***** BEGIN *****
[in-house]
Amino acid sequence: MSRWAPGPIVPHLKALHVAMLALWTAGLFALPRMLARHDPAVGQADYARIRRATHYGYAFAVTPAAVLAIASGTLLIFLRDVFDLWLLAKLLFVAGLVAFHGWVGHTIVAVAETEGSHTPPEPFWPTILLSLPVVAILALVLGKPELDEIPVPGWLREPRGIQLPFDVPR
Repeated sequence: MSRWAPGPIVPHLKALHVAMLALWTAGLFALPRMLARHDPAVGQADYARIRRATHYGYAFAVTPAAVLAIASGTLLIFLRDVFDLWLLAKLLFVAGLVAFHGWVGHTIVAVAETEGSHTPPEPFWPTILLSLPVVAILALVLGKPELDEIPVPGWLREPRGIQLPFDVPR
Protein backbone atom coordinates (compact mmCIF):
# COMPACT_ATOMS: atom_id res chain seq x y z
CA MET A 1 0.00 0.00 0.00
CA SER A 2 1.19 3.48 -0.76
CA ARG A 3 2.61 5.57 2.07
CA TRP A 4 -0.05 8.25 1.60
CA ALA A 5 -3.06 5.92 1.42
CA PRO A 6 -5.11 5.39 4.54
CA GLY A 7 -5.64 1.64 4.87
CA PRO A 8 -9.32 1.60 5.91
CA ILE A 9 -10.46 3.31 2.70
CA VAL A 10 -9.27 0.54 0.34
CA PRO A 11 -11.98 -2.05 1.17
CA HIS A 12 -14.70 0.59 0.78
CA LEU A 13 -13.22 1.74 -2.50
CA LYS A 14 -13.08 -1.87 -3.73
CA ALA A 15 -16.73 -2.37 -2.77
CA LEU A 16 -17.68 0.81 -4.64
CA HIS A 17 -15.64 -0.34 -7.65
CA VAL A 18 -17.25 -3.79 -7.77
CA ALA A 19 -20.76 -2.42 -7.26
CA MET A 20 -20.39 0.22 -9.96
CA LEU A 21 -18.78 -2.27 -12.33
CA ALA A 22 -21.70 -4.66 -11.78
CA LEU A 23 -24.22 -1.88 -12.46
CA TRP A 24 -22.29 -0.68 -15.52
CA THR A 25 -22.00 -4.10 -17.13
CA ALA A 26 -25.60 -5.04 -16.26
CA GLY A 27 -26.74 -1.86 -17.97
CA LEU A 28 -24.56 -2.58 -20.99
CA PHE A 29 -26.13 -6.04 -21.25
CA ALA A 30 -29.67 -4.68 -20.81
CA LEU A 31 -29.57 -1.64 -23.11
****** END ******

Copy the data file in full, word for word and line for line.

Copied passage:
[in-house]
Amino acid sequence: MSRWAPGPIVPHLKALHVAMLALWTAGLFALPRMLARHDPAVGQADYARIRRATHYGYAFAVTPAAVLAIASGTLLIFLRDVFDLWLLAKLLFVAGLVAFHGWVGHTIVAVAETEGSHTPPEPFWPTILLSLPVVAILALVLGKPELDEIPVPGWLREPRGIQLPFDVPR
Repeated sequence: MSRWAPGPIVPHLKALHVAMLALWTAGLFALPRMLARHDPAVGQADYARIRRATHYGYAFAVTPAAVLAIASGTLLIFLRDVFDLWLLAKLLFVAGLVAFHGWVGHTIVAVAETEGSHTPPEPFWPTILLSLPVVAILALVLGKPELDEIPVPGWLREPRGIQLPFDVPR
Protein backbone atom coordinates (compact mmCIF):
# COMPACT_ATOMS: atom_id res chain seq x y z
CA MET A 1 0.00 0.00 0.00
CA SER A 2 1.19 3.48 -0.76
CA ARG A 3 2.61 5.57 2.07
CA TRP A 4 -0.05 8.25 1.60
CA ALA A 5 -3.06 5.92 1.42
CA PRO A 6 -5.11 5.39 4.54
CA GLY A 7 -5.64 1.64 4.87
CA PRO A 8 -9.32 1.60 5.91
CA ILE A 9 -10.46 3.31 2.70
CA VAL A 10 -9.27 0.54 0.34
CA PRO A 11 -11.98 -2.05 1.17
CA HIS A 12 -14.70 0.59 0.78
CA LEU A 13 -13.22 1.74 -2.50
CA LYS A 14 -13.08 -1.87 -3.73
CA ALA A 15 -16.73 -2.37 -2.77
CA LEU A 16 -17.68 0.81 -4.64
CA HIS A 17 -15.64 -0.34 -7.65
CA VAL A 18 -17.25 -3.79 -7.77
CA ALA A 19 -20.76 -2.42 -7.26
CA MET A 20 -20.39 0.22 -9.96
CA LEU A 21 -18.78 -2.27 -12.33
CA ALA A 22 -21.70 -4.66 -11.78
CA LEU A 23 -24.22 -1.88 -12.46
CA TRP A 24 -22.29 -0.68 -15.52
CA THR A 25 -22.00 -4.10 -17.13
CA ALA A 26 -25.60 -5.04 -16.26
CA GLY A 27 -26.74 -1.86 -17.97
CA LEU A 28 -24.56 -2.58 -20.99
CA PHE A 29 -26.13 -6.04 -21.25
CA ALA A 30 -29.67 -4.68 -20.81
CA LEU A 31 -29.57 -1.64 -23.11